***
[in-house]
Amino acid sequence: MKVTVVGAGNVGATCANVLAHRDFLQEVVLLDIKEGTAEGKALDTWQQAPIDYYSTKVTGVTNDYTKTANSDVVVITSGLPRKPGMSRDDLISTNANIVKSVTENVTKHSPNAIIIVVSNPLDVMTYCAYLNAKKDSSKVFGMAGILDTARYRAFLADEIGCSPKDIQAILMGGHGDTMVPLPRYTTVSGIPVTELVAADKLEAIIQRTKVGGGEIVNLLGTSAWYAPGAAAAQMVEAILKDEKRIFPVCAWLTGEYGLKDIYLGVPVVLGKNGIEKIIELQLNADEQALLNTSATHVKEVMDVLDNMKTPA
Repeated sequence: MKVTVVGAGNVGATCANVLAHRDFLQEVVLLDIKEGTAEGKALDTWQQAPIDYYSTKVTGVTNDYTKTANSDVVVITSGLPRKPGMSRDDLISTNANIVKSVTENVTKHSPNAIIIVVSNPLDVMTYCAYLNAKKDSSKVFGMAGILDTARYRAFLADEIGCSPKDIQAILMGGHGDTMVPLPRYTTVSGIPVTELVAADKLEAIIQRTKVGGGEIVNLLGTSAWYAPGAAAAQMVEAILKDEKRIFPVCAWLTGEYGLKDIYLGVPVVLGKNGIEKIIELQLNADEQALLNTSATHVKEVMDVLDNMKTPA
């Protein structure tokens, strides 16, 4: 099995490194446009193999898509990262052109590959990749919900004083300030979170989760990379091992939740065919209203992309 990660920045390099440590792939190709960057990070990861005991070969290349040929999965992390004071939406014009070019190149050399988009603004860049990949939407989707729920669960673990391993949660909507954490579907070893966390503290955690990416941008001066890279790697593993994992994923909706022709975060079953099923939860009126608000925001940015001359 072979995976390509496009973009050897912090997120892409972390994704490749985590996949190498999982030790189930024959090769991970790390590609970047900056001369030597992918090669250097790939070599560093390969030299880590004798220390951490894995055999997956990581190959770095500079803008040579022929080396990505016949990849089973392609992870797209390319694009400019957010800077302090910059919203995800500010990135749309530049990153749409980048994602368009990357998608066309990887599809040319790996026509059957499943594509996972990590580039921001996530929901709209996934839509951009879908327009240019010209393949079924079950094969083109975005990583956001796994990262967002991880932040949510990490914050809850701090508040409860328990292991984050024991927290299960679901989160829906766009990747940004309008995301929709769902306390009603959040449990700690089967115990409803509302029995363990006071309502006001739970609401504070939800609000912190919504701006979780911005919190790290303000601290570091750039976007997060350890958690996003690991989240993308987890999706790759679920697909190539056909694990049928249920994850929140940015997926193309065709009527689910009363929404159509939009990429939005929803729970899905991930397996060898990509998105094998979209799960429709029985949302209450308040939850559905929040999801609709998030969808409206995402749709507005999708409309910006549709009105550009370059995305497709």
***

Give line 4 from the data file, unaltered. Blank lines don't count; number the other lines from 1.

């Protein structure tokens, strides 16, 4: 099995490194446009193999898509990262052109590959990749919900004083300030979170989760990379091992939740065919209203992309 990660920045390099440590792939190709960057990070990861005991070969290349040929999965992390004071939406014009070019190149050399988009603004860049990949939407989707729920669960673990391993949660909507954490579907070893966390503290955690990416941008001066890279790697593993994992994923909706022709975060079953099923939860009126608000925001940015001359 072979995976390509496009973009050897912090997120892409972390994704490749985590996949190498999982030790189930024959090769991970790390590609970047900056001369030597992918090669250097790939070599560093390969030299880590004798220390951490894995055999997956990581190959770095500079803008040579022929080396990505016949990849089973392609992870797209390319694009400019957010800077302090910059919203995800500010990135749309530049990153749409980048994602368009990357998608066309990887599809040319790996026509059957499943594509996972990590580039921001996530929901709209996934839509951009879908327009240019010209393949079924079950094969083109975005990583956001796994990262967002991880932040949510990490914050809850701090508040409860328990292991984050024991927290299960679901989160829906766009990747940004309008995301929709769902306390009603959040449990700690089967115990409803509302029995363990006071309502006001739970609401504070939800609000912190919504701006979780911005919190790290303000601290570091750039976007997060350890958690996003690991989240993308987890999706790759679920697909190539056909694990049928249920994850929140940015997926193309065709009527689910009363929404159509939009990429939005929803729970899905991930397996060898990509998105094998979209799960429709029985949302209450308040939850559905929040999801609709998030969808409206995402749709507005999708409309910006549709009105550009370059995305497709």